For sure, it’s a non-trivial problem. And perhaps it won’t work. And perhaps it will even prove to have been misguided. And, absolutely, it won’t catch the class of bugs that are do to with the specification being for something other than what the users actually want. But should that mean that we shouldn’t pursue this line? A line that has (relative to all the research being done) low cost, potentially high benefit.

James Bach might put this kind of effort into the Analytical School. For example:

The Analytical School way is to limit themselves to laboratory contexts where the numbers apply or trying to change projects to fit the assumptions of the numbers […]  I have a fondness for the Analytical School, but I’m not an academic, so I have to live in a world where I must solve the problems that come to me, rather than the ones I choose.

He and Cem Kaner, founders of the Context-Driven School of testing, have publicly disagreed here. Kaner says:

I think it’s a Bad Idea to alienate, ignore, or marginalize people who do hard work on interesting problems.

Bach speaks to this:

One of the things that concerns Cem is the polarization of the craft. He doesn’t like it, anymore. I suppose he wants more listening to people who have different views about whether there are best practices or not. To me, that’s unwise.

And Kaner responds:

 I’ve learned a lot from people who would never associate themselves with context-driven testing.

And, in fact he actively engages folk outside of the context-driven community, such as with Rex Black, who many would regard as a Factory Schooler.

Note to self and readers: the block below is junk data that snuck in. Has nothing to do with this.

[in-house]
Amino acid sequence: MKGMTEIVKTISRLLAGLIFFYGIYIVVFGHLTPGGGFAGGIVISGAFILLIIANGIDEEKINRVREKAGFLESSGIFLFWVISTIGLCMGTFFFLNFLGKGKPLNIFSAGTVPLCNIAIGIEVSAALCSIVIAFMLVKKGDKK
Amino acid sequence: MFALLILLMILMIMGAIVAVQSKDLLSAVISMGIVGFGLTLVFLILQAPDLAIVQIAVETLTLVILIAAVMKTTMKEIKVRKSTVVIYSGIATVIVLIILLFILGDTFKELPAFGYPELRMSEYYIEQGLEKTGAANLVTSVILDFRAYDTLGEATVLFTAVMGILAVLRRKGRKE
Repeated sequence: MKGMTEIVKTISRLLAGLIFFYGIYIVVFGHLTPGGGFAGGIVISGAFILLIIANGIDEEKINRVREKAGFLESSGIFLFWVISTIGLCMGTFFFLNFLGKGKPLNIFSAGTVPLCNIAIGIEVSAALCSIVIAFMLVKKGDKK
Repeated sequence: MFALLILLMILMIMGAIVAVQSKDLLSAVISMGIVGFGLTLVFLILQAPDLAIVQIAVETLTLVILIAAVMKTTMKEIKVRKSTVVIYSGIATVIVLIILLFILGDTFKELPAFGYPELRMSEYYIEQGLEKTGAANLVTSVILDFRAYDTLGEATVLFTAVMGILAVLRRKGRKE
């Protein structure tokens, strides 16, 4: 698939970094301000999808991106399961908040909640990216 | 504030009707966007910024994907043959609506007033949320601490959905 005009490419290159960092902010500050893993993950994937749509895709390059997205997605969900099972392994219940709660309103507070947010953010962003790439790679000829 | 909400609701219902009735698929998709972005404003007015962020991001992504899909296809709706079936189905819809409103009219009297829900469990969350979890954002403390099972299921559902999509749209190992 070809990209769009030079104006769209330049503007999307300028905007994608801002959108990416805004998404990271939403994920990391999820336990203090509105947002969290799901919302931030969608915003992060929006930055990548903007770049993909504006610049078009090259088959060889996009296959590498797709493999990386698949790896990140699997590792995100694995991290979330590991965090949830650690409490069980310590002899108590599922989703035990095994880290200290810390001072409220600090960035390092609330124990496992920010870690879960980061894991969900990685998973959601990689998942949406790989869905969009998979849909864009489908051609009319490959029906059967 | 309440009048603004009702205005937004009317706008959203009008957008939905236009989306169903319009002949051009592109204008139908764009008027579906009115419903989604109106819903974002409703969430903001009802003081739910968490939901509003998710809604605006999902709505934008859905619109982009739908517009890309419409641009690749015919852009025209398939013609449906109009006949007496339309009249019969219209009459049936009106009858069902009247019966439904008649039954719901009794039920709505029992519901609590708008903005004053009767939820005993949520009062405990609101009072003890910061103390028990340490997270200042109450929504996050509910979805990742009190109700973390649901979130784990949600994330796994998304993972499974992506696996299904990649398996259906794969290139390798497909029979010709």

When thought leaders like Bach and Kaner, both of whom contribute so much to the community and craft of testing, say these kinds of things it’s wise to listen. They clearly fall into two different camps on this topic, but they would both, I’m sure, encourage us to think critically about what we are hearing from them, and to take our own view, for ourselves.

So, to the question that CEWT #2 is posing: when does testing go wrong?  Maybe in ways like this:
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  • When we look inwards too much: if we stay in our own bubble we risk lack of exposure to useful information, to things that can help us make connections.
  • When we don’t apply critical thinking: we should strive to understand our sources and the degree of confidence we have in them, and in which areas we think that confidence is justified.
  • When we don’t consider human factors: we should ask ourselves why something is being claimed. 
  • When we create reputation traps: we should be wary of closing off topics for others. Sure, we may legitimately have nothing to learn; but others might.
  • Like the scientists mentioned up top, testers are humans, and we have, do, and will continue to make these kinds of mistakes. Testing will always go wrong because it is done by people.

    But that’s also the good news: people have the capacity to observe this happening and attempt to take action to avoid or mitigate it. I want to give myself a chance of spotting approaches that are appropriate to whatever context I find myself in and I think (and perhaps this is my bias) that a sensible way to go about this is to be open to information from anywhere.

    This doesn’t mean that I have to accept everything or even that I shouldn’t be sceptical of everything. Nor that I have to give equal time, effort or respect to everything. It doesn’t mean that I can’t take someone else’s word for something, but I challenge myself to have considered whether that’s sensible this time, for this thing.

    So, if you want to tell me that you’re going to find a way guarantee bug-free software, I say go for it. But when you do, explain what you did and show me the results you got and don’t be surprised if I question them and your motivation.

    Here’s my slides: